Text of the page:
Such Stuff As Dreams are Made On

I studied Shakespeare for 10 years and taught it for 5 and secretly believe the meaning of life is threaded through the magical words of his plays and poems. There is everything in his corpus of work. The blood and gore of the beastly Titus Andronicus, the historical drama of Richard II, the ghoulish terror of Macbeth, the expansive power of love in Antony and Cleopatra, the wit and folly of A Midsummer Night’s Dream and the terrifying agony of the dissolving sanity of King Lear.

Believing the messages of life can be found in the Bard’s plays and sonnets I have been contemplating The Tempest. Oftentimes I have been heard to say every story has a secret; if there’s no secret to unfold you have no story. Stories are made all the more fascinating by the complexity of the secret and how the protagonist hides from the truth or has the truth withheld or simply remains ignorant to the truth. The discovery of a truth causes the unraveling of a worldview (and the protagonist) and the re-creation of a way of being in the world. Transformation complete.

Now The Tempest is a great play and is believed to be Shakespeare’s last solo-written play. In brief, it tells the story of the exiled Prospero and his daughter Miranda living on a remote island. Through skillful illusion and cunning machinations, Prospero uses his great knowledge and preternatural forces to restore order and free himself from the wrong doings of life. By the end of the play harmony is achieved.

Prospero possesses magical powers because of his great knowledge and he is reluctantly supported through his quest by a spirit, Ariel whom Prospero had rescued from a malevolent spell and the offspring of an evil witch, her gross and malignant son, Caliban. Ariel is the air spirit, Caliban the earth spirit. Ariel’s being is spun from fragrance and melody, all feeling, intelligence and heart memory. His delicate nature is drawn to what is good and right with a healthy pinch of joyous fun. Caliban is a deformed monster who survives through base instinct and a raw originality of thoughts and manners. His whole being is developed from within, not impressed from without.

These two characters are light and dark spirits and the external representation of the inner forces at play within Prospero and indeed within us all. As we encounter all of life mysteries we can respond through darkness or through light. The conflicts of our lives brought to us by the secrets we know and run from, and the secrets we don’t know and that chase us, are calling from us a response to life. It’s our choice when we use Ariel and when we choose to use Caliban.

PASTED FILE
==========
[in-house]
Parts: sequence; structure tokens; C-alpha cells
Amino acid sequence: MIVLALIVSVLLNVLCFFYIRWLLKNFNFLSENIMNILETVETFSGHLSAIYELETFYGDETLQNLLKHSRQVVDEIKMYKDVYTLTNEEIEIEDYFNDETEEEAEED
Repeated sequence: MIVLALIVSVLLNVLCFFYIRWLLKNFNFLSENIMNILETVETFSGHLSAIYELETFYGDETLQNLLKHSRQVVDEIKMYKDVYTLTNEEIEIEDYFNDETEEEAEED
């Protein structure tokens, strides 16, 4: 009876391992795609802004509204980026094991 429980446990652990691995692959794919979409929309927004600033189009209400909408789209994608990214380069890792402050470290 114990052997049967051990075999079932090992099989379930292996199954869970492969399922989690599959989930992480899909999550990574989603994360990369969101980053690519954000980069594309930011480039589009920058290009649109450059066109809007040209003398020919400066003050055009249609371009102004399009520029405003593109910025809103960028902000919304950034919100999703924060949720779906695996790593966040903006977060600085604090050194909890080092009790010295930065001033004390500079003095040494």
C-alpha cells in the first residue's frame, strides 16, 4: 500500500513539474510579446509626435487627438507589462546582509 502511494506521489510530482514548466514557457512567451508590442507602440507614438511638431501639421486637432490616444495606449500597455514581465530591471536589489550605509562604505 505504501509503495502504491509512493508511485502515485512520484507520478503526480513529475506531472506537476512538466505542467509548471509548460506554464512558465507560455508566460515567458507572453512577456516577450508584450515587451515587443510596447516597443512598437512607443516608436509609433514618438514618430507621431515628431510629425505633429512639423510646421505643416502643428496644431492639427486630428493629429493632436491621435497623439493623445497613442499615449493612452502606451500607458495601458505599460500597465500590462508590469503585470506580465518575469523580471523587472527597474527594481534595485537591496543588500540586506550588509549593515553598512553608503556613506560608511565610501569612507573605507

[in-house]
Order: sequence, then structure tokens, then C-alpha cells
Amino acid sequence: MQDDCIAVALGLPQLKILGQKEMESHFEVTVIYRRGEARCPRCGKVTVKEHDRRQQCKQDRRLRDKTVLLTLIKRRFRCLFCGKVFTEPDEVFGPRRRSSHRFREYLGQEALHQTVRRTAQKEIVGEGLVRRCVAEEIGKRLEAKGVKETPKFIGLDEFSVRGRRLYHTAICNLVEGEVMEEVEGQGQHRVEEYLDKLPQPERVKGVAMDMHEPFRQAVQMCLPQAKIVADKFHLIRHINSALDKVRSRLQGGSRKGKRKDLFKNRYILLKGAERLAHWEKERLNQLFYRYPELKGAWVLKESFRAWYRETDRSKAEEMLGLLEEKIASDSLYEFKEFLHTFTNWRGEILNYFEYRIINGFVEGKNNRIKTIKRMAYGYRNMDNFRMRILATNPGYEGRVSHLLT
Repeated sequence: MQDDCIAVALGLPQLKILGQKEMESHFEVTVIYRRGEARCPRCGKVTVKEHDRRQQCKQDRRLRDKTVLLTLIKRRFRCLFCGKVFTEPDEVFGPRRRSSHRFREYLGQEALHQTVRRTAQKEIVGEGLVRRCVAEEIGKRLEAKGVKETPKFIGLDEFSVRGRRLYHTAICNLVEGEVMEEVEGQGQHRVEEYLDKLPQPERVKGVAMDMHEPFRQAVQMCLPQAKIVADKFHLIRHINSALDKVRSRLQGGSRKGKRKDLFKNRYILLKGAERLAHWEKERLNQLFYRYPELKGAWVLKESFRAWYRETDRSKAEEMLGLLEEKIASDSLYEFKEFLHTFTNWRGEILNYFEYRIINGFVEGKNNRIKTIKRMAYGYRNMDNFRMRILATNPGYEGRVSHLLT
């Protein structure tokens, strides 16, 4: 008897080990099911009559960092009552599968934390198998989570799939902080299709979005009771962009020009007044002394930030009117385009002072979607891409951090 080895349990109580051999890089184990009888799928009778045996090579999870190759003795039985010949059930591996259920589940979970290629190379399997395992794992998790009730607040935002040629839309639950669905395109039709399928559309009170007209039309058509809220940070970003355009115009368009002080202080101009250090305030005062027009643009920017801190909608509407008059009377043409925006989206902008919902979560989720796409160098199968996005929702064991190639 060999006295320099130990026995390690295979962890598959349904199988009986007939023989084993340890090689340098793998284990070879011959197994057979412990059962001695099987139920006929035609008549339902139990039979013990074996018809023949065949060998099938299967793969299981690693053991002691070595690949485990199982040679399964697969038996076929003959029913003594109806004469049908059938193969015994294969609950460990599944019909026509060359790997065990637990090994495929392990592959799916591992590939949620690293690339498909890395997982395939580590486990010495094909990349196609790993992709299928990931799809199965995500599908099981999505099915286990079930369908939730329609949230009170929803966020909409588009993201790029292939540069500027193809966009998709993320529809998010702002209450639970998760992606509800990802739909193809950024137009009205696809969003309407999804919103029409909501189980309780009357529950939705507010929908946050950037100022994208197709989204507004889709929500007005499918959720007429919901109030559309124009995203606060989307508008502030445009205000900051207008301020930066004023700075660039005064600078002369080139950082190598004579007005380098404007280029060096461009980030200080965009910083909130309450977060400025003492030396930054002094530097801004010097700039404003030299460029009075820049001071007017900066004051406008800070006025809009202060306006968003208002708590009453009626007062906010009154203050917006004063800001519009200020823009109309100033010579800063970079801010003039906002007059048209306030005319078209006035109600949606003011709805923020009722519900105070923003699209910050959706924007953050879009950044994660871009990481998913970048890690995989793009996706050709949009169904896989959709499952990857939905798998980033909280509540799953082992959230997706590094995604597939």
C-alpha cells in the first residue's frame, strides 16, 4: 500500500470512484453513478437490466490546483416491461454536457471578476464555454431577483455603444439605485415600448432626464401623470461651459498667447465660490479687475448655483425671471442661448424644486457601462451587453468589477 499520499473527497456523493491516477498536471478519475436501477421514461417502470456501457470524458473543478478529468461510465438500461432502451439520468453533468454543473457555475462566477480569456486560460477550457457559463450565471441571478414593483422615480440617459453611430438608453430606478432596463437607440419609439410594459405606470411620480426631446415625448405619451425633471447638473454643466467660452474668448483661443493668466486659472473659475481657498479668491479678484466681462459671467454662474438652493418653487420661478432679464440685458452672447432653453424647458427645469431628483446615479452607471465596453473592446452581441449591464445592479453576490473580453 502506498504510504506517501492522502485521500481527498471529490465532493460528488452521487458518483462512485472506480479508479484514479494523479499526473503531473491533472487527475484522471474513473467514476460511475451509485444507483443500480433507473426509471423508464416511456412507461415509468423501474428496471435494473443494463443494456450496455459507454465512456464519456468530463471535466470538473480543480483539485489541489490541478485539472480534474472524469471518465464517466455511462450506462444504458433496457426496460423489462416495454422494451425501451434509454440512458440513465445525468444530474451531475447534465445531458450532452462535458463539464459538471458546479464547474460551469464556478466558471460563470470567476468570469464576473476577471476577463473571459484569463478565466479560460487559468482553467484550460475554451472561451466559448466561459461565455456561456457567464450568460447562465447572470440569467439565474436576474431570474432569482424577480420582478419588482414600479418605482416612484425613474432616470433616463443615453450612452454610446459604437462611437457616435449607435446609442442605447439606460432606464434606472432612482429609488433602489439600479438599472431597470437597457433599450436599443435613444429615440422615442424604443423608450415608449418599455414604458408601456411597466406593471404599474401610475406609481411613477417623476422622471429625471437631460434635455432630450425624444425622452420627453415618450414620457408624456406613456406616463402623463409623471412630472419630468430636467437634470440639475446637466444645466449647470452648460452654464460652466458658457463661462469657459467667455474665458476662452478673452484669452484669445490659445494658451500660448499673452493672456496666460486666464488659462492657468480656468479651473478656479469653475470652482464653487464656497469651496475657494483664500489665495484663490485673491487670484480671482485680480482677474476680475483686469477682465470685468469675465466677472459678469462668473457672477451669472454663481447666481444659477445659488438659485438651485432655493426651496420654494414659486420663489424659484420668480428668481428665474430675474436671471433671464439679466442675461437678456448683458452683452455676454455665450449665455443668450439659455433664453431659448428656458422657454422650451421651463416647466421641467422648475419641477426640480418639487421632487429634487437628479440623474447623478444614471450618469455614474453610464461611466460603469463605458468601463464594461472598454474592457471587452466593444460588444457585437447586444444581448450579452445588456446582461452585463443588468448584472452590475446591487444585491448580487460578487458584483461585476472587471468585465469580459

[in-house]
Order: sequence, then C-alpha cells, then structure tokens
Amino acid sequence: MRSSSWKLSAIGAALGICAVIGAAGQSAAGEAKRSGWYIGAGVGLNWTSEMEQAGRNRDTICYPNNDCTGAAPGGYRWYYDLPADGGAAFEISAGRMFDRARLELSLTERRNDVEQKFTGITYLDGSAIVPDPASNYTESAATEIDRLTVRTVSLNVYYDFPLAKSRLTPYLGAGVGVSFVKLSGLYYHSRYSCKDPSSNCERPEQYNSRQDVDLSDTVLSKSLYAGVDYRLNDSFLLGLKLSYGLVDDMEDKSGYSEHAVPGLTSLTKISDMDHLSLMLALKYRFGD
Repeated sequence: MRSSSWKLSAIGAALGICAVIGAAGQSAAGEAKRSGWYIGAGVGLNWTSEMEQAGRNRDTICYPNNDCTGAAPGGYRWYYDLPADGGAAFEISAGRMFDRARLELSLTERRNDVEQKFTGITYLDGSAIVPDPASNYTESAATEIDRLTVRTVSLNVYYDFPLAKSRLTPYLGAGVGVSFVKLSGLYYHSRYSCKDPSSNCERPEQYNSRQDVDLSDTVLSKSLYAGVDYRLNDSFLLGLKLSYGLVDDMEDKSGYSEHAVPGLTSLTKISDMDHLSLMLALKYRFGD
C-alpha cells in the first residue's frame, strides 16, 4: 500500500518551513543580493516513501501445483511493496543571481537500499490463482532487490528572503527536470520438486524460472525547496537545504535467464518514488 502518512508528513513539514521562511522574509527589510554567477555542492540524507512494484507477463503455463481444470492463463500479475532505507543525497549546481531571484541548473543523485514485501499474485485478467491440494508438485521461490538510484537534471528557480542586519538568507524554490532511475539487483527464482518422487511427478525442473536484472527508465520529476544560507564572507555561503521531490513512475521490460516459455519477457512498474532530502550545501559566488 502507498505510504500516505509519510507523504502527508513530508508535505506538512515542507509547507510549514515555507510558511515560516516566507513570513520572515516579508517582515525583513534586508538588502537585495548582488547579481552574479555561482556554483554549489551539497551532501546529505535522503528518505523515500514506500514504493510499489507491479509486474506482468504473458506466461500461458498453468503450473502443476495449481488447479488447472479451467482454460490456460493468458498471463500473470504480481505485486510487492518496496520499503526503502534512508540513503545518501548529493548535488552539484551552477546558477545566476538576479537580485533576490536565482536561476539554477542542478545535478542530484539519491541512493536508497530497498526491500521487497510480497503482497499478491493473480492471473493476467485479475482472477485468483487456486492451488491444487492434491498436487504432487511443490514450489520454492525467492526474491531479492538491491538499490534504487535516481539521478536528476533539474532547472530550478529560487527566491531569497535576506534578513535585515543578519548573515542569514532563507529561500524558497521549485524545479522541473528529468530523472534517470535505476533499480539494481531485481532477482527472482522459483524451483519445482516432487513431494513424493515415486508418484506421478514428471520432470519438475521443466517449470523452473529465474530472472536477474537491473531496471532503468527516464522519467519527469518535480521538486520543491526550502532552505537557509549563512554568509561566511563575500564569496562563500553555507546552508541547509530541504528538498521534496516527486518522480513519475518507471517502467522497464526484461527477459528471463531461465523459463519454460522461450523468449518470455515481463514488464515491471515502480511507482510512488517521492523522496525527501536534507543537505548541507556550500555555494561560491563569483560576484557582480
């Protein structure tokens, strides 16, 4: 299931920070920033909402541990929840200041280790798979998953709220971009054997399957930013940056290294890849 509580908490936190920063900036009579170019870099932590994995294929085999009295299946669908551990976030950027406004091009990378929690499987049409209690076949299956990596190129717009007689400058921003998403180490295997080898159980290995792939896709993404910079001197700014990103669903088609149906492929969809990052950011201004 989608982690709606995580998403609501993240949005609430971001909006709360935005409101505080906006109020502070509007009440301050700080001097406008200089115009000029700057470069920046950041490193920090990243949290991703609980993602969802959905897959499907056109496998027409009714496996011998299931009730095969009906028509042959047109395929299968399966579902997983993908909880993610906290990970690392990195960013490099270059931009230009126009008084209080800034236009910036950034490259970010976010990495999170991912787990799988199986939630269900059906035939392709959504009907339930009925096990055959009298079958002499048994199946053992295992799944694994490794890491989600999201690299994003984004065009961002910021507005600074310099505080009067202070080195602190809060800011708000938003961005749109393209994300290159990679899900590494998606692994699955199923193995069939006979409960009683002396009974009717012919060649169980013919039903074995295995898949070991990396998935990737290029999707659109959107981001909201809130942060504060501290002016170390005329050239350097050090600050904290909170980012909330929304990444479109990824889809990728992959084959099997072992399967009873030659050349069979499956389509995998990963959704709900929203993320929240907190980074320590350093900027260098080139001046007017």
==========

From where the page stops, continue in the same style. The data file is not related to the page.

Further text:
There may be a magical presence of spirits in life that cast into the caverns of our brains some faint reflection of a better world or a better way of being in the world. Chances are if we imagine such presences they are in fact a manifestation of our own desires and epiphanies. We create our reality after all. 

As the New Year emerges for you think to what paths you hope to travel for the next 366 days that will make up 2016. Imagine what forces you will bring to bear on your adventures and take trouble to rouse the Ariel and the Caliban within you so that you can respond to your life with all of your powers – the base and the sublime.

Shakespeare tells us that what we dream we are able to manifest. So dream a good dream for yourself for 2016. Conjure the best adventure imaginable and remember, “We are such stuff as dreams are made on and our little life is rounded with a sleep”.

 So dream boldly. Find new truths. 

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  • Marg Black
    December 31, 2015 at 3:29 pm

    Here’s to good dreams Cal. May they be plentiful in 2016! I will be partaking in a few Tassie Bubbles to get my imagination going.

    • Cal McDonnell
      December 31, 2015 at 4:09 pm

      Sounds like a great start to 2016


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